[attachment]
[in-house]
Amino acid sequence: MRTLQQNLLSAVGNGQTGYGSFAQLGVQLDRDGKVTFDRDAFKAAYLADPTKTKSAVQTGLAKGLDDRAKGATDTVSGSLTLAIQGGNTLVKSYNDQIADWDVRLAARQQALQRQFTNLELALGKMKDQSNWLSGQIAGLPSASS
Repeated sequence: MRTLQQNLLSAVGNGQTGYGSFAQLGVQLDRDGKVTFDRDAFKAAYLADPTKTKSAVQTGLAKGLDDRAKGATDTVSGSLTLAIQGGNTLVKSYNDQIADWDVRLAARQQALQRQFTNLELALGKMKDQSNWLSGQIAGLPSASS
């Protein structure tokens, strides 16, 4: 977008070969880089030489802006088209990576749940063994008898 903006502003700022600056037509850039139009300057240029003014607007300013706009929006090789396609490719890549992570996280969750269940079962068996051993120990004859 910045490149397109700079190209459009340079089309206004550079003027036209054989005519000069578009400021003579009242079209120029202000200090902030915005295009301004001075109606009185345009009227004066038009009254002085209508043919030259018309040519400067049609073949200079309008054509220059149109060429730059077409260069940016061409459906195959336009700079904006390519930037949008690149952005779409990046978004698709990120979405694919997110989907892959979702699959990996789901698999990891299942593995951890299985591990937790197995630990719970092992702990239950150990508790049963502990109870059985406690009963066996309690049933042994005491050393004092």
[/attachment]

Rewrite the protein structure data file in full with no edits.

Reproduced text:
[in-house]
Amino acid sequence: MRTLQQNLLSAVGNGQTGYGSFAQLGVQLDRDGKVTFDRDAFKAAYLADPTKTKSAVQTGLAKGLDDRAKGATDTVSGSLTLAIQGGNTLVKSYNDQIADWDVRLAARQQALQRQFTNLELALGKMKDQSNWLSGQIAGLPSASS
Repeated sequence: MRTLQQNLLSAVGNGQTGYGSFAQLGVQLDRDGKVTFDRDAFKAAYLADPTKTKSAVQTGLAKGLDDRAKGATDTVSGSLTLAIQGGNTLVKSYNDQIADWDVRLAARQQALQRQFTNLELALGKMKDQSNWLSGQIAGLPSASS
């Protein structure tokens, strides 16, 4: 977008070969880089030489802006088209990576749940063994008898 903006502003700022600056037509850039139009300057240029003014607007300013706009929006090789396609490719890549992570996280969750269940079962068996051993120990004859 910045490149397109700079190209459009340079089309206004550079003027036209054989005519000069578009400021003579009242079209120029202000200090902030915005295009301004001075109606009185345009009227004066038009009254002085209508043919030259018309040519400067049609073949200079309008054509220059149109060429730059077409260069940016061409459906195959336009700079904006390519930037949008690149952005779409990046978004698709990120979405694919997110989907892959979702699959990996789901698999990891299942593995951890299985591990937790197995630990719970092992702990239950150990508790049963502990109870059985406690009963066996309690049933042994005491050393004092």